‘Torquay Pottery’ has become the generic term covering the numerous potteries that made Art Pottery and later souvenir/household pottery, from around 1860 until the late 20th century, mainly using local sources of red Devon clay. These potteries were based within about 5 miles of Torquay, in Devon, but also include a few other West Country potteries which copied the Torquay style. They were usually established by craftsmen who had learnt or practised their skills in Torquay.
These potteries are the subject of this website, and we hope to inform those curious to know more, possibly having come across a piece of pottery at an antique fair or by inheritance as well as the novice collector. We believe that the more experienced collector will also find something of interest and quite possibly have something to share with us.
It is clear from some descriptions applied to pots for sale that these names may be interchangeable, they are not and only the experienced collector will be able to identify wares from each pottery. Perhaps the most confusing is the Torquay Pottery (later to become Royal Torquay Pottery), whose wares are quite distinctive. We hope you enjoy these pages and that your collection will be a pleasure for years to come.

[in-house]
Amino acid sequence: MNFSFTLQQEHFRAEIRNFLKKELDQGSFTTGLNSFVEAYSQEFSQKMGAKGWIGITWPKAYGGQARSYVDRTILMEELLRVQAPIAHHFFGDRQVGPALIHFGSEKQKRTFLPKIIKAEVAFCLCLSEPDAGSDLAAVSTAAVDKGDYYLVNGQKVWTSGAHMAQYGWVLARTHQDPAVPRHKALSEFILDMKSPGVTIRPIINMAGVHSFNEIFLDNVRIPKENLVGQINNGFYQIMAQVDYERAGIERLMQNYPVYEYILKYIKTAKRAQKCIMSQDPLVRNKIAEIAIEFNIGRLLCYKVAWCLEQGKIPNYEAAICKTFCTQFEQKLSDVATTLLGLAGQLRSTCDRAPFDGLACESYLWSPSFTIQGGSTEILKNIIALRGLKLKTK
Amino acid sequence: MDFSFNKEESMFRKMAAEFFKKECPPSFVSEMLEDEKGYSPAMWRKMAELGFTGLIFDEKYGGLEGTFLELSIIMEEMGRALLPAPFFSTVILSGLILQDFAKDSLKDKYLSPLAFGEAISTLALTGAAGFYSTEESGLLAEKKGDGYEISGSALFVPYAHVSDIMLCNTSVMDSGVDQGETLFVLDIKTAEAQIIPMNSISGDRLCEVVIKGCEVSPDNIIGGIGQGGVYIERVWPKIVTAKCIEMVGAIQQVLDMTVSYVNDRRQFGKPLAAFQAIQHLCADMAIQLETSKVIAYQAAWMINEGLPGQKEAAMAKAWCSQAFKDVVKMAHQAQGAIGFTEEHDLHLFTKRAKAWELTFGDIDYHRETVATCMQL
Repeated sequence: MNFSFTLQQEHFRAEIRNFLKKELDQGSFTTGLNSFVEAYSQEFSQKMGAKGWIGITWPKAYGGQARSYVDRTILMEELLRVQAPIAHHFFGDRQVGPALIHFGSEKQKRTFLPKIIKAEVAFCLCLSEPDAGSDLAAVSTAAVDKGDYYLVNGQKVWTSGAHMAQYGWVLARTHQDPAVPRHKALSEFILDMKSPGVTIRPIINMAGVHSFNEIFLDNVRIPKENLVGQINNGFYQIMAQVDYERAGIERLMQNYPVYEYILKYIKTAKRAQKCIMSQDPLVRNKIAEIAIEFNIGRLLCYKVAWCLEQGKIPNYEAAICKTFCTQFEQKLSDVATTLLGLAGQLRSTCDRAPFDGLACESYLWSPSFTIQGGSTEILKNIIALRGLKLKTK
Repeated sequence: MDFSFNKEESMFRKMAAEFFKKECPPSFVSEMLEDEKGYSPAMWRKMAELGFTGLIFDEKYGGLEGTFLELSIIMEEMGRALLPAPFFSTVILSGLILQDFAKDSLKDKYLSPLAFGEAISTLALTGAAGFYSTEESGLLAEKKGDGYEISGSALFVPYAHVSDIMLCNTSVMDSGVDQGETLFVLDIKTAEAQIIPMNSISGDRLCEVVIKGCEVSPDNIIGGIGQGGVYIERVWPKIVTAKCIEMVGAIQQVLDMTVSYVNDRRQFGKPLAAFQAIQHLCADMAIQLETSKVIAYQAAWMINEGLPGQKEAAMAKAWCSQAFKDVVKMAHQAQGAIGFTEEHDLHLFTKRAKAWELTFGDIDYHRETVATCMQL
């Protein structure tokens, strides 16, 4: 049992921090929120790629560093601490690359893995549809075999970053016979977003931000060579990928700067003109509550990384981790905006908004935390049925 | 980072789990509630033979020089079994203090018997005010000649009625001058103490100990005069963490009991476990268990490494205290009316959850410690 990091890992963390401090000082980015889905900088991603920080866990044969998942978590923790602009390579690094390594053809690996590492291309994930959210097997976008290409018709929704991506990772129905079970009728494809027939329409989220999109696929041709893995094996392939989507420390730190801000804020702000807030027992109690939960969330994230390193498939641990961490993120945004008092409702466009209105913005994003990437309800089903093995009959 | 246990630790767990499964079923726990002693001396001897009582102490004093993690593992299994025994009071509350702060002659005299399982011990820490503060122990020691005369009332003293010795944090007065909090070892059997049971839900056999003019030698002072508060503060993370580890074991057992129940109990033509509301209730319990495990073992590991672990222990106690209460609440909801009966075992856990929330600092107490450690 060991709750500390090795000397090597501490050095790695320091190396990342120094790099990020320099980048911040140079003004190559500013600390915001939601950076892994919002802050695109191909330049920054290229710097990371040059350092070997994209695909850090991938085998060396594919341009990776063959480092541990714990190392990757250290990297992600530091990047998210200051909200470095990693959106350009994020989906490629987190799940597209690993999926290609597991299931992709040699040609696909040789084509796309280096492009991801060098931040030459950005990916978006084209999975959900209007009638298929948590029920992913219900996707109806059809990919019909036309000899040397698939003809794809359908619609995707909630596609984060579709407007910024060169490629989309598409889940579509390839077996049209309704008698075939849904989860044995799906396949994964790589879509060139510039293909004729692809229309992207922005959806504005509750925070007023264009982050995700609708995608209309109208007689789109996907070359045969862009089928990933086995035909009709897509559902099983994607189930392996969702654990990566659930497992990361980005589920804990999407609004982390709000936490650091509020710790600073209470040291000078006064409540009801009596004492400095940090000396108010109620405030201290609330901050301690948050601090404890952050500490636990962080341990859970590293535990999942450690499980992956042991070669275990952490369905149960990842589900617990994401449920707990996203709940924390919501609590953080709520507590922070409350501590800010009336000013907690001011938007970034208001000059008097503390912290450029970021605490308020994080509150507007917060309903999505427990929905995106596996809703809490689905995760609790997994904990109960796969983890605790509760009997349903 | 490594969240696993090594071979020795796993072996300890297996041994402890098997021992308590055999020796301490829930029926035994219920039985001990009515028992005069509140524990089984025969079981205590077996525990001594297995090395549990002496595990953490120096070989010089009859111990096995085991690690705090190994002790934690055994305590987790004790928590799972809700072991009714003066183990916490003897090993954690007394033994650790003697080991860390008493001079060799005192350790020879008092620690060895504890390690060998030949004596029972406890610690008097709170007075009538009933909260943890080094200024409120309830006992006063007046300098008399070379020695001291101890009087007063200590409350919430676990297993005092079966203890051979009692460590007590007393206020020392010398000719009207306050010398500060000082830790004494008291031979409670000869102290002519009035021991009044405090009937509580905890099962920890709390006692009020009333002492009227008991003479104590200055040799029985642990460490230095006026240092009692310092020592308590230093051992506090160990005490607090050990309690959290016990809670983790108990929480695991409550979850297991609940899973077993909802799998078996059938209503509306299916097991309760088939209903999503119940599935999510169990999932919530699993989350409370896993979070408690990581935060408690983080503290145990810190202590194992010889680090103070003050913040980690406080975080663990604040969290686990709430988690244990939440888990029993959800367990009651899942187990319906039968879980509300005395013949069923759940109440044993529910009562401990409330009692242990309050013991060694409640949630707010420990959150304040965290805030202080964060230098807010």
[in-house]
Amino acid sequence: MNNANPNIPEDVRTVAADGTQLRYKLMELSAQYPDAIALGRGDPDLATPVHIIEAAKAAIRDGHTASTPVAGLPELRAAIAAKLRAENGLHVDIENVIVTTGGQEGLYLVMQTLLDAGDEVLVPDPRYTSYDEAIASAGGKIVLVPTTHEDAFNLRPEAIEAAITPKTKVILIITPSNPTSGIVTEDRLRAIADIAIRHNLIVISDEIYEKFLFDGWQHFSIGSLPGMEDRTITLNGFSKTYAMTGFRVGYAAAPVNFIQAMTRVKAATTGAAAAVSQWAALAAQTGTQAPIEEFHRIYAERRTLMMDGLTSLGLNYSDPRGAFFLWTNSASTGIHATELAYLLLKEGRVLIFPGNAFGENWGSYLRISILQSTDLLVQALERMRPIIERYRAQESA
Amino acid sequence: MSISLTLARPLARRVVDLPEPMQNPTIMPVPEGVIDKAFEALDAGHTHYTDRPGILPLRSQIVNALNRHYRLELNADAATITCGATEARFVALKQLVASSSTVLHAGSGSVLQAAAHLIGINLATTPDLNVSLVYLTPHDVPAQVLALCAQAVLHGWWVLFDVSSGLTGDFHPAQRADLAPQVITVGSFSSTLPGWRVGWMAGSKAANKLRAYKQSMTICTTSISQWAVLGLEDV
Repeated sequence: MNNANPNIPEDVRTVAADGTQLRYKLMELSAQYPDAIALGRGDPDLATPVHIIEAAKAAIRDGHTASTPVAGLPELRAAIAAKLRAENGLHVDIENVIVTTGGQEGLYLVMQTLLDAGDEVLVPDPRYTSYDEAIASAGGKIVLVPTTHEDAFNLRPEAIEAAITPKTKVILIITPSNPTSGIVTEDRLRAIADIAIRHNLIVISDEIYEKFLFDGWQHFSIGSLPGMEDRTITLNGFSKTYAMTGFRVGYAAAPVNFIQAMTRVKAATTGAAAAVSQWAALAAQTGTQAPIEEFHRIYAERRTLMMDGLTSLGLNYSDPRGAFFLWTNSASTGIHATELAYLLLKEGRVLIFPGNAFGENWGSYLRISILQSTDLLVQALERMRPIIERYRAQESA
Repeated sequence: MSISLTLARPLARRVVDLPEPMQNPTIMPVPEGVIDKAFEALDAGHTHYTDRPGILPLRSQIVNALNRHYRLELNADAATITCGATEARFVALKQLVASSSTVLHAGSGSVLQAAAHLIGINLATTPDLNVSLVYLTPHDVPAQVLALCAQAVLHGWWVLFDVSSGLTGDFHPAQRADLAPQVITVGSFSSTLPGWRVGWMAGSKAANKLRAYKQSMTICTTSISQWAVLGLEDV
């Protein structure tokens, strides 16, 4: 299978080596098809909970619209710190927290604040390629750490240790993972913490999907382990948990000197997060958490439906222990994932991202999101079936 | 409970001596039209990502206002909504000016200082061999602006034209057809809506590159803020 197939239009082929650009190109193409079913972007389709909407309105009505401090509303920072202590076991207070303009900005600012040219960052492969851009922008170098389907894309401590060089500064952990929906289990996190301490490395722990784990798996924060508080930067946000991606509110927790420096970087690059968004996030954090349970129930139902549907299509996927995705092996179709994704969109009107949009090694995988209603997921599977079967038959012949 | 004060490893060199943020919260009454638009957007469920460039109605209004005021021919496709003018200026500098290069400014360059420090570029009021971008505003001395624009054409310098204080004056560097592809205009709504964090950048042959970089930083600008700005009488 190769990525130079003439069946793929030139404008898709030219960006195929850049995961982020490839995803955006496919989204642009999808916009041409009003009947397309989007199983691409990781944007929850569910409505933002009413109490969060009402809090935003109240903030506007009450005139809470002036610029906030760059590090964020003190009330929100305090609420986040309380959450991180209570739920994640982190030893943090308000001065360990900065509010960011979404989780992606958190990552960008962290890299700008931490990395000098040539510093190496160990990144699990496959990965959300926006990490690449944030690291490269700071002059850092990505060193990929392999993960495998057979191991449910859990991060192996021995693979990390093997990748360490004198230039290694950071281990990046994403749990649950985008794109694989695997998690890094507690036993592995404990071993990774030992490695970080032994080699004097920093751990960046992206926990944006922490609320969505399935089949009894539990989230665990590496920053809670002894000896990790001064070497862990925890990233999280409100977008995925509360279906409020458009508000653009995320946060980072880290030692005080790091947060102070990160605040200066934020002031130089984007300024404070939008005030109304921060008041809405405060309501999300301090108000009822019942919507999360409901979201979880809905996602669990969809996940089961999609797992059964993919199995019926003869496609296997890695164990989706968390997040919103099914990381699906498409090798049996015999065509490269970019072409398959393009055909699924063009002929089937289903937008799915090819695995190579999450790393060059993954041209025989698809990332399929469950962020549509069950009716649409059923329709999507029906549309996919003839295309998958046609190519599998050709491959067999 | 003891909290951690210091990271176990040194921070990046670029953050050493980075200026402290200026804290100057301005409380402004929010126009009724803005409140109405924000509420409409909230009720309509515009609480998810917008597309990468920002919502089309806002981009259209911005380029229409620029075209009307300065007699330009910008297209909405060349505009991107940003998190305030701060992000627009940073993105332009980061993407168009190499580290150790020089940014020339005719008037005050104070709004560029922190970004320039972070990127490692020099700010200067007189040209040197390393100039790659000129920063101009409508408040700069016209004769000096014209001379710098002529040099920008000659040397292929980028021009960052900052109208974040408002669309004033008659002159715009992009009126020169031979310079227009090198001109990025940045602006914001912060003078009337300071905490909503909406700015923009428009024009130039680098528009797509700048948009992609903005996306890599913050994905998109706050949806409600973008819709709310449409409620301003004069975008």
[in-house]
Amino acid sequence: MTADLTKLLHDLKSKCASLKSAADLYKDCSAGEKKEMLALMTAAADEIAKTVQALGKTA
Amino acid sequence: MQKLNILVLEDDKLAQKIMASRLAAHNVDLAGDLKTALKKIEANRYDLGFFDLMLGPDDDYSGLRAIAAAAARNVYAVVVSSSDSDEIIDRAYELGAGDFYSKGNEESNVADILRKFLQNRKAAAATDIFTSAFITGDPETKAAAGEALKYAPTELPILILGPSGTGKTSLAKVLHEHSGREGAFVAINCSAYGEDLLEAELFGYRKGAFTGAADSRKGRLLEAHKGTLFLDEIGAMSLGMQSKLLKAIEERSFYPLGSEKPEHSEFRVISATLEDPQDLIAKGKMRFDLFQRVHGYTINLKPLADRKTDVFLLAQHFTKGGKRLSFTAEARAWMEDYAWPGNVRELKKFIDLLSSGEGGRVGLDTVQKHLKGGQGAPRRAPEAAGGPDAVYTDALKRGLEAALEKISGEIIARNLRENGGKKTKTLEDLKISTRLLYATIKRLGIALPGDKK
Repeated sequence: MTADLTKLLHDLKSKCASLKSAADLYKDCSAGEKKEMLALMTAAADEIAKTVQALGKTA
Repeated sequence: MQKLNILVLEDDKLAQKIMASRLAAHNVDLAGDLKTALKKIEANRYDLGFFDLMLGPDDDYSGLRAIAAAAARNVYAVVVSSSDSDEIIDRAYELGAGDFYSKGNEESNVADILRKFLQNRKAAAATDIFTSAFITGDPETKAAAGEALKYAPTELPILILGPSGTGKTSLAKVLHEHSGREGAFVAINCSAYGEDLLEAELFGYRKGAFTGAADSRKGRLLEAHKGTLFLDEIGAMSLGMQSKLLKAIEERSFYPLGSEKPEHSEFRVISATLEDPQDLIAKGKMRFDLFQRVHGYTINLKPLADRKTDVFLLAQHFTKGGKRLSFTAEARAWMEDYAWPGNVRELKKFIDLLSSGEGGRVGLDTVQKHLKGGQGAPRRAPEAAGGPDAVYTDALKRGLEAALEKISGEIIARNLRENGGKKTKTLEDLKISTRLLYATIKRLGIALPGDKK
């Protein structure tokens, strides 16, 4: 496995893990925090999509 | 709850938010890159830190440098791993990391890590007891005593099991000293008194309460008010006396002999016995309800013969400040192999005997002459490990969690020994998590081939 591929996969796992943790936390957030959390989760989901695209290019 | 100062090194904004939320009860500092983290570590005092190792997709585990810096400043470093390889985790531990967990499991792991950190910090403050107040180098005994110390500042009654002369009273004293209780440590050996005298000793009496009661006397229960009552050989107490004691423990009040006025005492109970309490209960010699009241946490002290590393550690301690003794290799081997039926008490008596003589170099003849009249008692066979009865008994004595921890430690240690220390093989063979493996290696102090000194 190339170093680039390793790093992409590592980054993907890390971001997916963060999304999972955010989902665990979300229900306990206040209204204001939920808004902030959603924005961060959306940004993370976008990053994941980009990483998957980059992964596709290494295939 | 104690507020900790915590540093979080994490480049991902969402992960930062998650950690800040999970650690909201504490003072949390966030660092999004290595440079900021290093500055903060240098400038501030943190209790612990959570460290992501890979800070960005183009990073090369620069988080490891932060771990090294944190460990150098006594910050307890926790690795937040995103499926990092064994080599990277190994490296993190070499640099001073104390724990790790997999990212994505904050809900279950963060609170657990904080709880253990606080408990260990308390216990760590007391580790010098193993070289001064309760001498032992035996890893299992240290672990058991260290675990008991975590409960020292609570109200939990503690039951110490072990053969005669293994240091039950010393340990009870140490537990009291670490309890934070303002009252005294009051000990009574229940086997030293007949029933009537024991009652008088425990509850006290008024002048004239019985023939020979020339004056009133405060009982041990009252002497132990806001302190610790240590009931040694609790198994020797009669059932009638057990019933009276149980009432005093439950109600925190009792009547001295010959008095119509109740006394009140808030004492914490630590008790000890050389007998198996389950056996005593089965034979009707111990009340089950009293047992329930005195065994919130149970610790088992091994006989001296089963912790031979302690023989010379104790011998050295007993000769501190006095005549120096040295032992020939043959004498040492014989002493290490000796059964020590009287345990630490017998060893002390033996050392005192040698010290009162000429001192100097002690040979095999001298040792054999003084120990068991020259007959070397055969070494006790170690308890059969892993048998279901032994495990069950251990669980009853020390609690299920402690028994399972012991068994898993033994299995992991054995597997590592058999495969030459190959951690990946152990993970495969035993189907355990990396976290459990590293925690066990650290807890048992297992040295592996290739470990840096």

URGENT – Please look at the appeal regarding the Watcombe Pottery showroom on the Can You Help? page
Updated 5th December: More Aztec pots for Barrett-Priddoe – Babbacombe Pottery; Period photographs of Watcombe Showroom on Can You Help; Cups and Saucers in Themes; Cottages in Themes; TPCS Auction results; Cockerels (updated & revised) in Themes; Pot for sale in AUSTRALIA!; TPCS Auction Lots 2013; June/July prices; Teapots in Themes: Flowers on pots in Themes; Sandygate Pottery; Identification – Pointer or hints; Price Guide survey for 2012; Non-English Mottoes on the Mottoes page; ‘Bargain Hunt’ episode, see ‘Odds and Ends’ page; Plymouth Gas Fired Pottery; Prices Oct & Nov 2012;
This site is run by enthusiastic collectors and is for the use of all collectors and others with an interest in these fascinating potteries.
Hosted by Michael Mapp, Peter Whight and Keith Poole